Occupational Asthma Reference

van Kampen V, Hoffmeyer F, Deckert A, Kendzia B, Casjens S, Neumann HD, Buxtrup M, Willer E, Felten C, Schöneich R, Brüning T, Raulf M, Bünger J, Effects of bioaerosol exposure on respiratory health in compost workers: a 13-year follow-up study, Occup Environ Med, 2016;73:829-837,10.1136/oemed-2016-103692
(Plain text: van Kampen V, Hoffmeyer F, Deckert A, Kendzia B, Casjens S, Neumann HD, Buxtrup M, Willer E, Felten C, Schoneich R, Bruning T, Raulf M, Bunger J, Effects of bioaerosol exposure on respiratory health in compost workers: a 13-year follow-up study, Occup Environ Med)

Keywords: Germany, compost, bronchitis, bioaerosol, FEV1, longitudinal decline, IgE, IgG

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Abstract

Objectives
To determine the risk of German compost workers developing chronic respiratory effects from long-term exposure to bioaerosols.

Methods
Respiratory health was determined in 74 currently exposed compost workers and 37 non-exposed controls after 13 years of follow-up. In addition, 42 former compost workers (drop-outs) who left their work during the follow-up period were also examined. Respiratory symptoms and working conditions were assessed using identical questionnaires as at baseline. In addition, lung function was measured using the same spirometer as in the initial study. Sera from both surveys were tested for specific IgE and IgG antibodies to moulds and the risk of work-related symptoms was evaluated using regression approaches for prospective studies with binary data.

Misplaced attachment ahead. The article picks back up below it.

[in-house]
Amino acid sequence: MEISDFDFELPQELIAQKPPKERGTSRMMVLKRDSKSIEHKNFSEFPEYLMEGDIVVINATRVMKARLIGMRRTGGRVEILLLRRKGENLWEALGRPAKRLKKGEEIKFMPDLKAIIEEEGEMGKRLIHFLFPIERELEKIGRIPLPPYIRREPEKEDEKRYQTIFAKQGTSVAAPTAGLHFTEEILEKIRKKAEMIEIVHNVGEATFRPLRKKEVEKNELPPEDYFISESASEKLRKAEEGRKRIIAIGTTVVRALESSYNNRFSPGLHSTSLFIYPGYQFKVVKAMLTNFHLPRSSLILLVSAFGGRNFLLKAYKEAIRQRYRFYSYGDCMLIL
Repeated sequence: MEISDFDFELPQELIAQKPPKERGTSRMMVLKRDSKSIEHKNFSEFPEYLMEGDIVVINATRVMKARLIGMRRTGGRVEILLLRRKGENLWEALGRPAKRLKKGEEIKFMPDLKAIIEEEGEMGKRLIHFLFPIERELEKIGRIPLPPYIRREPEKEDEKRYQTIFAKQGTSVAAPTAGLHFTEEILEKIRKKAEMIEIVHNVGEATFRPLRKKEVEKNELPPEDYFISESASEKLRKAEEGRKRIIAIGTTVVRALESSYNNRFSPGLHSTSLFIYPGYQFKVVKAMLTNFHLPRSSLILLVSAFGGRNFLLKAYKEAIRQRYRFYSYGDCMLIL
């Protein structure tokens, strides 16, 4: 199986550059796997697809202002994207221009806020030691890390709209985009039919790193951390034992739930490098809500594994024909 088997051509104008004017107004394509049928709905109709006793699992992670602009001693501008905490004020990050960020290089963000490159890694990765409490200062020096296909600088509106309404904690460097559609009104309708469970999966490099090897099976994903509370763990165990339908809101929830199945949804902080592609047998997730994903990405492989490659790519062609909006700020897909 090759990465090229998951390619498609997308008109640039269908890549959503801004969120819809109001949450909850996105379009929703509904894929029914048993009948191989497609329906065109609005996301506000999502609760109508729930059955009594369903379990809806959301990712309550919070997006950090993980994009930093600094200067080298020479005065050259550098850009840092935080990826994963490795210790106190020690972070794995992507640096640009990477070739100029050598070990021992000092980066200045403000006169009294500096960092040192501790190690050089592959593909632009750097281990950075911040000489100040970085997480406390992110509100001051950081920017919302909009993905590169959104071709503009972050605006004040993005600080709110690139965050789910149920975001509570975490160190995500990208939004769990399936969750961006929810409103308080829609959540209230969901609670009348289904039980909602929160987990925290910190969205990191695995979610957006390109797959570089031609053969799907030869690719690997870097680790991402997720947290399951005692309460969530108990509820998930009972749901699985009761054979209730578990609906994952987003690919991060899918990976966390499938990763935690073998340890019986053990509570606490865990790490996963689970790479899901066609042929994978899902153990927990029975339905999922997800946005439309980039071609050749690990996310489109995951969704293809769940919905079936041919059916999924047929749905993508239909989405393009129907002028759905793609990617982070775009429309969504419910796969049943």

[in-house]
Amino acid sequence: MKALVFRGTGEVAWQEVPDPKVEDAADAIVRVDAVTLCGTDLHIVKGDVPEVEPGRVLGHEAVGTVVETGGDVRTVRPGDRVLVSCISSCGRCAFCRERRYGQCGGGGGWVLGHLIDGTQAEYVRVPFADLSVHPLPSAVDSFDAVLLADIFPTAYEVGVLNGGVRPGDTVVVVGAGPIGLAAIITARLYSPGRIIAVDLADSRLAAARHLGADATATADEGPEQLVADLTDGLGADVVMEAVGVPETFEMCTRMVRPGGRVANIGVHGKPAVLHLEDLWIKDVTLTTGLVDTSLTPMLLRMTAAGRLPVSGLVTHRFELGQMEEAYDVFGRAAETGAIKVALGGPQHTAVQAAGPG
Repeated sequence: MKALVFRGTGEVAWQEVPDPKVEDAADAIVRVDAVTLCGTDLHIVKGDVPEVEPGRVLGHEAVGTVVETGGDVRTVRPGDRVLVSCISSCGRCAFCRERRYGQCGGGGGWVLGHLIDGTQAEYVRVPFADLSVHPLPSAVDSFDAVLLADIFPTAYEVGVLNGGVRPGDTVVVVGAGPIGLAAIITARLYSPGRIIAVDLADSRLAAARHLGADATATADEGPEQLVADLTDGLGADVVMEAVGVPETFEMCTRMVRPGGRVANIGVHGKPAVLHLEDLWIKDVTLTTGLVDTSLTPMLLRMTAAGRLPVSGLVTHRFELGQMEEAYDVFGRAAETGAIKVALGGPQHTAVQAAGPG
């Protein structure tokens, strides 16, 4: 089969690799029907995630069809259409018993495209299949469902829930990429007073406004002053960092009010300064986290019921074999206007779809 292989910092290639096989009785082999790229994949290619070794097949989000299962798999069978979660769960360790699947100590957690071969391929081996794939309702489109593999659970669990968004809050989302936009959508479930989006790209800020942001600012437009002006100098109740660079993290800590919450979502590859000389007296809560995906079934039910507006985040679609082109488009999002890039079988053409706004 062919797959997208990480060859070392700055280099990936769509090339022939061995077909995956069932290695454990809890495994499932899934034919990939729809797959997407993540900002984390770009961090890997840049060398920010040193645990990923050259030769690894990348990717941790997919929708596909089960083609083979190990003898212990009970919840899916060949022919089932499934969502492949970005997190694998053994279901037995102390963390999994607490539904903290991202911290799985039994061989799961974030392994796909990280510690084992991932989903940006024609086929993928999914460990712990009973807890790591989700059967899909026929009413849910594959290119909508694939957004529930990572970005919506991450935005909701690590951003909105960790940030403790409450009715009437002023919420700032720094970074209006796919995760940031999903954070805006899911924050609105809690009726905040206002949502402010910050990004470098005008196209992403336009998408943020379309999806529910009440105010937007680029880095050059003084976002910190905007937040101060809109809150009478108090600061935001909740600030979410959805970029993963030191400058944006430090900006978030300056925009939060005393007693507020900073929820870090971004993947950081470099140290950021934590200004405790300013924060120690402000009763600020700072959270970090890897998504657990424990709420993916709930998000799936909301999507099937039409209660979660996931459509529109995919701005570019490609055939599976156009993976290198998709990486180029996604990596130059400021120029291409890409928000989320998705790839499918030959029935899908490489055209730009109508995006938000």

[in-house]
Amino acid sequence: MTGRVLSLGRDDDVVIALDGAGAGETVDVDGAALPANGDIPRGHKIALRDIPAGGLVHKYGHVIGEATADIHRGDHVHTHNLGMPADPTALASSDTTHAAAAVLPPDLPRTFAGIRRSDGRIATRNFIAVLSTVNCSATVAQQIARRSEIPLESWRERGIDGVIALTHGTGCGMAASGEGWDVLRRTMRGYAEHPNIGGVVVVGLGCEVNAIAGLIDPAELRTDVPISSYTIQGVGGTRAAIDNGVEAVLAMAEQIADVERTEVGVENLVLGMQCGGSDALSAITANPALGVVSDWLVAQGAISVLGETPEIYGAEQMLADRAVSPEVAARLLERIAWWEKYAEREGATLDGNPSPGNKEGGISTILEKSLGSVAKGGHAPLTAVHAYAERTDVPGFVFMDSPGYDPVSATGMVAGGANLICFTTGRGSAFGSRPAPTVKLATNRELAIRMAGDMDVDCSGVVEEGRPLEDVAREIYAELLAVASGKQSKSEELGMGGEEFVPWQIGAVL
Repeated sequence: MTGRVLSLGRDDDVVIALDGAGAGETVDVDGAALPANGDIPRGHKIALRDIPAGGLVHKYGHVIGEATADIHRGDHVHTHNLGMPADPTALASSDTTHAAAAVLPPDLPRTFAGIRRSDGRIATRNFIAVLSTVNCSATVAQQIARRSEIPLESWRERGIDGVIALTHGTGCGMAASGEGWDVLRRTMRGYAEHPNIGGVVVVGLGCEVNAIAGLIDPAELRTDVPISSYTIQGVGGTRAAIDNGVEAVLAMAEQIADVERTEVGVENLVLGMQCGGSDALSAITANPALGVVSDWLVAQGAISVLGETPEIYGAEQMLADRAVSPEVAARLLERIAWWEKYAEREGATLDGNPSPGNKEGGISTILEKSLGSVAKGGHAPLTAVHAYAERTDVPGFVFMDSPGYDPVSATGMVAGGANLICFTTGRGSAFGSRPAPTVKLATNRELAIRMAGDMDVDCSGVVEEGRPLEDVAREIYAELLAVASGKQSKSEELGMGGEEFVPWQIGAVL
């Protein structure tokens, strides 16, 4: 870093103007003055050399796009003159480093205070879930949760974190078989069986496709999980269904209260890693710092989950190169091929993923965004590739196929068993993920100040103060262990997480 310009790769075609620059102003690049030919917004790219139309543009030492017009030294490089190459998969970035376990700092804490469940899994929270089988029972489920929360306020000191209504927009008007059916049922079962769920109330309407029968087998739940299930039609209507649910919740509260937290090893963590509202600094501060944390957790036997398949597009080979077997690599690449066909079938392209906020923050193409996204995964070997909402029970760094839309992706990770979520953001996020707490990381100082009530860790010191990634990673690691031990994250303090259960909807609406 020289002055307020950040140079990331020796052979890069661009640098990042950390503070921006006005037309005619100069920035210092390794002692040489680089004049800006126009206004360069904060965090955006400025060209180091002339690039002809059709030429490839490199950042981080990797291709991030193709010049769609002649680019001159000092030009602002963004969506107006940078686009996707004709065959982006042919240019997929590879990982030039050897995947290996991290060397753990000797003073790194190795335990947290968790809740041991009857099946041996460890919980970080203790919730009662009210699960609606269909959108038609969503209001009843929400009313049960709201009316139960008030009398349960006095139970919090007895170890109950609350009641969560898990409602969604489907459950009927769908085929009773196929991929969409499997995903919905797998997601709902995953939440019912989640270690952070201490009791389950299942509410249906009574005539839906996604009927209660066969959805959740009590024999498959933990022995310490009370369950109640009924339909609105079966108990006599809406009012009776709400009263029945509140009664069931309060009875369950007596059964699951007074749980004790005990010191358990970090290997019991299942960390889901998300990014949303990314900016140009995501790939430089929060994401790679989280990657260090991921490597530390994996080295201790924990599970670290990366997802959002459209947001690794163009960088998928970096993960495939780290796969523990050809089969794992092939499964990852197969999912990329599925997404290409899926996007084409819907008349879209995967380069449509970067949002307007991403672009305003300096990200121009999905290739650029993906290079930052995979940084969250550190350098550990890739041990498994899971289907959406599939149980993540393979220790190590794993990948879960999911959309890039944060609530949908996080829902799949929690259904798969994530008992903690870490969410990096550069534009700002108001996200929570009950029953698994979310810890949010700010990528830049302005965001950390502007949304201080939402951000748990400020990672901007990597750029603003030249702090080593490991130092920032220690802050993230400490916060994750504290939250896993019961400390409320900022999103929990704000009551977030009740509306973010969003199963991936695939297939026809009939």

Results
In the follow-up period, the number of participants reporting cough significantly increased in compost workers and drop-outs compared to the controls. Working as a compost worker for at least 5 years increased the relative risk for cough (RR 1.28; 95% CI 1.2 to 1.4) and for cough with phlegm (RR 1.32; 95% CI 1.2 to 1.5). Current and former compost workers had slightly lower predicted percentage of forced expiratory volume in 1 s and predicted percentage of forced vital capacity than controls, but decrease in lung function during follow-up was not different among the 3 groups. In addition, no significant changes could be detected in antibody concentrations.

Conclusions
Our results suggest that chronic exposure to bioaerosols in composting plants is related to a significantly higher risk for cough with phlegm, indicating chronic bronchitis. However, compost workers showed no higher incidence of deterioration of pulmonary function over the study.

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Comments

This is an important paper reporting long-term surveillance of compost workers in Germany, and is generally reassuring except for an increase in cough and sputum. There seems to be no increase in asthma or alveolitis in this cohort. We are not told anything about the composting process, whether in or out doors, whether workers used RPE or where protected in vehicles etc. It does suggest that this process can be done with relatively little risk to exposed workers
12/21/2016

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